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Thread: Food Questions

  1. #1
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    Food Questions

    I didn't see a similar topic, or else I would have just bumped it. I'm sure that other people have food questions as well, though not necessarily as silly as mine, so I thought maybe we could discuss.

    Here's my questions right now:

    1. Can you freeze donuts? I know that you can freeze packaged donuts that you would buy from the supermarket, with little to no damage when thawed. But what about fresh? The boy and I enjoy a donut in the morning once in a while, and often we go across the street for cheapy but still yummy day olds. I thought that you would get maybe a dozen day olds, but they give you at least two dozen or more for only $3! So, yeah, I can't eat that many, and I hate to waste, so can they be frozen? If not, can I maybe make something with them? I dunno...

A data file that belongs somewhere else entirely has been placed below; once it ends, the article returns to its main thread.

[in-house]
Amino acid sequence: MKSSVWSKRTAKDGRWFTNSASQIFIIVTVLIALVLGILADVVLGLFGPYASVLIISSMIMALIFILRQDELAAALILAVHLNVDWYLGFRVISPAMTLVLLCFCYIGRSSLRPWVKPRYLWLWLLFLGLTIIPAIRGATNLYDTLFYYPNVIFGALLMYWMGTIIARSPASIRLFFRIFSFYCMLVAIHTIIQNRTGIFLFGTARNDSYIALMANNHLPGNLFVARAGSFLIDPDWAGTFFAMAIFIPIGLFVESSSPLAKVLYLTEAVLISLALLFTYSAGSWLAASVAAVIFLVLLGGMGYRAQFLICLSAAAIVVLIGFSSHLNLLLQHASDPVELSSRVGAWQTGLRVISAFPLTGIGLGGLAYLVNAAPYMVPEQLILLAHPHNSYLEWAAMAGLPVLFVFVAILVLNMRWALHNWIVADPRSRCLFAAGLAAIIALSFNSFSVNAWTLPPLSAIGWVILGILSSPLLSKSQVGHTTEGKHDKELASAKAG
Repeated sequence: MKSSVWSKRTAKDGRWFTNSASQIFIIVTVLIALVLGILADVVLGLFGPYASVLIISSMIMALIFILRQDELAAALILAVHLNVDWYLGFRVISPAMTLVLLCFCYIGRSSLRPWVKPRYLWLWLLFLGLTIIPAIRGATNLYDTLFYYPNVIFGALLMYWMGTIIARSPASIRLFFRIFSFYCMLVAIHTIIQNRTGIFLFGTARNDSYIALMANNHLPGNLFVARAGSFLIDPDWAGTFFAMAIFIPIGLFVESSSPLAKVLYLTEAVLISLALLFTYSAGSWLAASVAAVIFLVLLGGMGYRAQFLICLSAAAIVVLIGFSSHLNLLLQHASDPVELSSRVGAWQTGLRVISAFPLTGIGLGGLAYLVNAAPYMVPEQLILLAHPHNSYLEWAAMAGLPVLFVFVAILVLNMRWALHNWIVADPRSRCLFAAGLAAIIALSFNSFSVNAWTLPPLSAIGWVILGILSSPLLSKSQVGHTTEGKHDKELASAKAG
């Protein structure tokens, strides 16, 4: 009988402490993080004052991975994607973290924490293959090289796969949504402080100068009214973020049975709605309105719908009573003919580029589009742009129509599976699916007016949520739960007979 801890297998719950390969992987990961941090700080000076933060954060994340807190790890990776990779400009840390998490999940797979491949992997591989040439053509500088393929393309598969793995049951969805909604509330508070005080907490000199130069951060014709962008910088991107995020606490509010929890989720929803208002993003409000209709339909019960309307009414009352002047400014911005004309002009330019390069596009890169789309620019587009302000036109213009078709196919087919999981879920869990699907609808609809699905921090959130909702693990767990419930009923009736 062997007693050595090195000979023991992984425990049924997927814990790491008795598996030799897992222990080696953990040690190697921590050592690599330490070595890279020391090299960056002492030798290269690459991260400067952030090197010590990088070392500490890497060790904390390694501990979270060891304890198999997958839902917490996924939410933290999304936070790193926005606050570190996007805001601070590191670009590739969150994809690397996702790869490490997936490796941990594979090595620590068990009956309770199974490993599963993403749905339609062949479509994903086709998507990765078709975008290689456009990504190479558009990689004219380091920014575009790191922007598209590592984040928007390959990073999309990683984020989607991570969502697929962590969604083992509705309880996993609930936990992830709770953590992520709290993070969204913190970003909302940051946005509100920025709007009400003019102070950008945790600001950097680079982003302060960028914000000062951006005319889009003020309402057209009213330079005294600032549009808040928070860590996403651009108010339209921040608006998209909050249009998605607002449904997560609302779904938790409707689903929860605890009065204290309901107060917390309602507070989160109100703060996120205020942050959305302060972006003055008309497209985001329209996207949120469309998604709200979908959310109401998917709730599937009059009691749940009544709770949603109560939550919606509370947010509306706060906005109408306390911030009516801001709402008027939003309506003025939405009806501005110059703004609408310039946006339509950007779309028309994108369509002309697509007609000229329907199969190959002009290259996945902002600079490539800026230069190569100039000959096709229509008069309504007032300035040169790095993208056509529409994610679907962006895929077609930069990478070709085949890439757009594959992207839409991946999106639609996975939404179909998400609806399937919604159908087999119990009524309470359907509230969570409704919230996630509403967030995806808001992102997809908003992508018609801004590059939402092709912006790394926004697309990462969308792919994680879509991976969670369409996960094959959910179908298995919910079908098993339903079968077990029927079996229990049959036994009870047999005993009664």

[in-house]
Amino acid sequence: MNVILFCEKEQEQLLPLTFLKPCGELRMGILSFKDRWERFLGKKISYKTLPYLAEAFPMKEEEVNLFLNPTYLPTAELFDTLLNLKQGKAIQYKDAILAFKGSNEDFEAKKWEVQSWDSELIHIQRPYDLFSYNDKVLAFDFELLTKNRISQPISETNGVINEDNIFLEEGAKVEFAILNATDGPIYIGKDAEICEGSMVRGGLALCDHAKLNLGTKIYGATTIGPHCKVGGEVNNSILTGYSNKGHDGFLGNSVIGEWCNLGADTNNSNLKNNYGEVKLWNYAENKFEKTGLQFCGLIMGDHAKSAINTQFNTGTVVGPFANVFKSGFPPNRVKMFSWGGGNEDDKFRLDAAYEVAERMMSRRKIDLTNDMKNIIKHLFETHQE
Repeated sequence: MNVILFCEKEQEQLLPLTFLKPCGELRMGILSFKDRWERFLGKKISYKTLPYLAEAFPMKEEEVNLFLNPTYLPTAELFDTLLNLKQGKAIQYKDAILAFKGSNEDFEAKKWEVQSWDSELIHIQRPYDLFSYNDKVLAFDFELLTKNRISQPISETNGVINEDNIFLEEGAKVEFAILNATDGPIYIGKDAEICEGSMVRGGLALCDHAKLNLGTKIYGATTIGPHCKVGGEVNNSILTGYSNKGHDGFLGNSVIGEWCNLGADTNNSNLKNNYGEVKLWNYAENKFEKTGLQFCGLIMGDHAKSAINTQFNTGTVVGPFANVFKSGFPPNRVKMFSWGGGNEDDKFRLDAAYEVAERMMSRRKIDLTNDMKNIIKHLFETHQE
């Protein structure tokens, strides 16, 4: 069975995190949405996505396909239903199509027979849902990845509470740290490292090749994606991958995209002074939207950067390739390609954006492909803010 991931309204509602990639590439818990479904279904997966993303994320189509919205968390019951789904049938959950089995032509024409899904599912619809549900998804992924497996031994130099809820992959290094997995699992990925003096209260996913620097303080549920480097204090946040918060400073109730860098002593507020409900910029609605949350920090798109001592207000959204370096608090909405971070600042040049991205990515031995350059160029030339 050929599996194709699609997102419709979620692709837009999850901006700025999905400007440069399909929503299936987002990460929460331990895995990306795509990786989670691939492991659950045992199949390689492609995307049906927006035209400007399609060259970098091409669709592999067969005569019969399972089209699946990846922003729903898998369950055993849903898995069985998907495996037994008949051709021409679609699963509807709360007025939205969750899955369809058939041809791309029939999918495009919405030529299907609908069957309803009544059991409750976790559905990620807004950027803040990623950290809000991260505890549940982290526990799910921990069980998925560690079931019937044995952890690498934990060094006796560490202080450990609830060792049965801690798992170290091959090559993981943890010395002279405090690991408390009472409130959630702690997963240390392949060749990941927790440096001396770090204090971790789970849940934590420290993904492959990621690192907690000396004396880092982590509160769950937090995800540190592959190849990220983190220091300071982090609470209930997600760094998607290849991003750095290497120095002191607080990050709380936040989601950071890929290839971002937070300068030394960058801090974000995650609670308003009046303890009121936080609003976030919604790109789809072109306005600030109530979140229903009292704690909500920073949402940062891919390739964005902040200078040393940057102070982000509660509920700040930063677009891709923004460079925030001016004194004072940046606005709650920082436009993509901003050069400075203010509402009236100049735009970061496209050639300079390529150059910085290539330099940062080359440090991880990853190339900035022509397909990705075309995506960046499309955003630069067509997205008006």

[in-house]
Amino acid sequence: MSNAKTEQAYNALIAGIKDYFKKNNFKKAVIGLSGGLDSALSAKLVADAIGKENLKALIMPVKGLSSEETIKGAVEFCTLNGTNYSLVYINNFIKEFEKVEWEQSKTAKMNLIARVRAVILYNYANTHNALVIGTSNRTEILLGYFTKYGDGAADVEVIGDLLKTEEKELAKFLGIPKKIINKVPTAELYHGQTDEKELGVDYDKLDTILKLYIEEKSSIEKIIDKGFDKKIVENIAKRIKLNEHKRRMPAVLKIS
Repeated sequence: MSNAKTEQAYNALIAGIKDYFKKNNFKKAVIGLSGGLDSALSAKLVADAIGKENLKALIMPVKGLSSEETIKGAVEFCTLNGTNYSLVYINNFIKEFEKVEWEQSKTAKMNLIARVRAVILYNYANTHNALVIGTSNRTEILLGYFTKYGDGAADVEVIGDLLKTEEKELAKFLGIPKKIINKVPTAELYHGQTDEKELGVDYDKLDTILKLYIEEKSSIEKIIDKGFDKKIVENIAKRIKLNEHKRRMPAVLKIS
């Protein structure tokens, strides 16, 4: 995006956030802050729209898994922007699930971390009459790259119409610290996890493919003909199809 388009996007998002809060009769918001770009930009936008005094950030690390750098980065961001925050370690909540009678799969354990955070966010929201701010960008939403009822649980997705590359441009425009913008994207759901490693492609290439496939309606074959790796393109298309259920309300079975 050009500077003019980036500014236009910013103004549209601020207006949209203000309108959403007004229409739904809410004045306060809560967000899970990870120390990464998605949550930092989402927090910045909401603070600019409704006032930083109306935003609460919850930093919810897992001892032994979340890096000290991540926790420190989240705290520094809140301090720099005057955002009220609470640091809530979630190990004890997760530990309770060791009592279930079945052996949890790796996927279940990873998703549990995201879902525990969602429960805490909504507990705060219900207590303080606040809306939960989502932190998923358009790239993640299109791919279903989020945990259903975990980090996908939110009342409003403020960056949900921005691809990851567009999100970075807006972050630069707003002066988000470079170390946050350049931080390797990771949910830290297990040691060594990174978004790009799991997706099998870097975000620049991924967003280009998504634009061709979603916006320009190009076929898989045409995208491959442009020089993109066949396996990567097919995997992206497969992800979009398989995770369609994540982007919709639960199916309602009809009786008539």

2. How do you add citrus fruits to a bread/pastry dish? Would I add the juice, or the rind? I'm usually comfortable with experimenting with recipes, and I would love to use all that citrus fruit in new and yummy ways. But I see some recipes that add the juice, and others only the rind, and I'm not sure why there is a difference. Any advice on that?

    Well, ask any other questions, and hopefully, MAYBE I'll have some tips to share!

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  3. #2
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    This is actually an educated guess on the citrus question, so anyone else can feel free to correct me.

    I think it depends on whether there's any butter or milk in the recipe. Citrus makes butter and milk curdle, and you generally don't want that. (Occasionally, you do, as with key lime pie. But that's rare. Usually, curdled means nasty.) So if there's butter in your bread or pastry, grate the rind and use that to get citrus flavor. If your recipe uses oil instead of butter and doesn't include milk, citrus juice is fine.

  4. #3
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    The other consideration with citrus juice would be the amount of liquid in the recipe. Basically, you want the same amount of liquidy-ness.

    I like to swap out half of the water in my white cake recipe for lemon juice. Very yummy with a little frosting and fresh raspberries. (If you are interested, my white cake recipe is printed on the back of the box of mix).